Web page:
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Courtesy of Ton

TON is the rebellious, anti-elitist interiors publication you need to know

The new biannual publication promises an alternative to the usual interiors mags consumed by ‘posh, middle-aged or elderly rich people’

“I’m convinced that we are living in a new golden age of interiors,” begins Jermaine Gallacher in the editor’s letter of TON. “Today, our homes are more important to us than ever. They are not just places we withdraw to, kick back, relax and watch Eastenders in; they are spaces in which we express ourselves – our identities and our creativity.”

Accordingly, Gallacher’s new and “upbeat” interiors magazine not only reflects the way we live now but also promises to offer an antidote to the largely homogeneous and elitist vision of high living that pervades the pages of most aspirational design magazines. “Flowery fabric, lashings of gold and God knows what else with a posh person holding loads of dogs just doesn’t feel what’s happening; it doesn't feel relevant – especially now,” Gallacher explains over the telephone. Instead, TON is founded (with the help of our very own editorial director Ted Stansfield, and art director Rory Gleeson) on the guiding principles of championing under-the-radar makers, designers and artists with a fresher, more joyful and idiosyncratic approach to arranging and adorning the spaces in which we live, work, and gather.

“I love how rooms make you feel,” Gallacher says – and it’s impossible not to be swept up in his enthusiasm. Turning the pages of TON feels like the experience of moving through a series of incredible, imaginative and diverse spaces. “The really nice thing about putting together a magazine is the same principle as decorating a room or an interior… putting things together and editing them, showing that mix of things. It has the same feeling for me.”

“I love how rooms make you feel” – Jermaine Gallacher

The first issue – available to order now – introduces us to fascinating figures such as Barnaby Lewis, an artist, welder and blacksmith who creates incredible objects in his forge-cum-studio, and Andu Masebo who works in his Hoxton studio to produce “acid-hued candlesticks and joyfully inflated metal chairs”.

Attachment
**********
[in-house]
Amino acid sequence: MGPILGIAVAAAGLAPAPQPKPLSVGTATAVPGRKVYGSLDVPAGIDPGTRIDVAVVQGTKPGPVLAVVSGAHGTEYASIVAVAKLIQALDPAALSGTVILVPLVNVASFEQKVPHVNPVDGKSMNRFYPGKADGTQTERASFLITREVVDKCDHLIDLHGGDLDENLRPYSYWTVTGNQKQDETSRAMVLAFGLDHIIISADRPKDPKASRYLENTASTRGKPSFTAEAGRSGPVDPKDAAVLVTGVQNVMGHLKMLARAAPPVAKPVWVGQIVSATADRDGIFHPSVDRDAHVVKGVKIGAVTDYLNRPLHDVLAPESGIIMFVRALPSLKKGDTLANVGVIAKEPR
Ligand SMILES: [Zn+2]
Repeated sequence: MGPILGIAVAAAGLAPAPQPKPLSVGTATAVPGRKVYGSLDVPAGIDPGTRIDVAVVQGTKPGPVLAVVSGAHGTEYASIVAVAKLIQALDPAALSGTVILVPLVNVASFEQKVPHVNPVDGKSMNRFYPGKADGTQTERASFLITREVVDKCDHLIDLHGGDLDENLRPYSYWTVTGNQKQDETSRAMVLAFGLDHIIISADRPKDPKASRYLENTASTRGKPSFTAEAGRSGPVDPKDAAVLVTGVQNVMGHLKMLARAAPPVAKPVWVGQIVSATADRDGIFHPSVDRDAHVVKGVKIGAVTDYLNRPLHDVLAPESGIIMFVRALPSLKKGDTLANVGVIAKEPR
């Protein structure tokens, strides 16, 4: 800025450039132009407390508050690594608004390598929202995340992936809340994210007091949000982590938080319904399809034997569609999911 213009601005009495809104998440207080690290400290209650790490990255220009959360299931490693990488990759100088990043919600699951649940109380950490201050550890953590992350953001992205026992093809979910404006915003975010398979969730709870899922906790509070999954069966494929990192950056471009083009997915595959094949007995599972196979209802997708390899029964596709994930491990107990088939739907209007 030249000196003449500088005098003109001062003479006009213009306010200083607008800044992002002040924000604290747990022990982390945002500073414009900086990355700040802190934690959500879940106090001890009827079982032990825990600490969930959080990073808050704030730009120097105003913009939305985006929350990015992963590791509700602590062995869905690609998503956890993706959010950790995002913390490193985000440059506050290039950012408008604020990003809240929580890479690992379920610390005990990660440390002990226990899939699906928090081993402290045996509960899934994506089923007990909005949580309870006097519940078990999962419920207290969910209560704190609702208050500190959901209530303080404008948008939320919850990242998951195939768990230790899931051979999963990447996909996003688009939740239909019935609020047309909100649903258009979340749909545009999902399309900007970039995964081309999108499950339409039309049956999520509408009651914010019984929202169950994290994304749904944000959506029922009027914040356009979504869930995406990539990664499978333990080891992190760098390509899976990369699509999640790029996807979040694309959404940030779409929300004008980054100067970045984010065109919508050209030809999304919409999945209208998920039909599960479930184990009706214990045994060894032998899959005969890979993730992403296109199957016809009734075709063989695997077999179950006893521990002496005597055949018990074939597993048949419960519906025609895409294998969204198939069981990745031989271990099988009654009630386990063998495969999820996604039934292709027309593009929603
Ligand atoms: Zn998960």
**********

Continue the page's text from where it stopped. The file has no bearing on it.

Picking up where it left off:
TON also allows us a glimpse into extraordinary houses that deviate from the status quo, from Dave Baby’s Stockwell ‘temple of desire’ to an upstate New York home styled in the manner of a Manhattan loft, and the residence of the revered Italian auteur Luchino Visconti. “It is so fun, isn’t it, to see someone’s shelves with all their things; how somebody arranges their cushions; looking in someone’s bathroom cabinet,” Gallacher confides. “I’m very nosy… obviously you have to be if you want to photograph people’s houses. You have to be inquisitive.”

The inaugural issue’s cover story – London singer Celeste’s imaginative and loving refurbishment project – embodies the spirit of the publication. “I love the fact that she’s doing it on her own, rather than getting an interior designer. And I love the fact that it wasn’t finished and it’s still not finished, she’s just doing it really slowly,” he enthuses. “I wanted to show this amazing cover star who’s very talented and who’s been commissioning wonderful things. I knew that she had a great style and appreciates makers and designers. And she’s doing really slowly and carefully.”

The horizons of future issues also look set to continue to enlarge as TON investigates further, exploring ever-more fascinating rooms throughout the world. Gallacher concludes, “We’ve got a few lovely stories lined up and we want it to have a worldly feel.”

Visit the gallery above for a glimpse of some pages from issue one of TON

TON is available here now.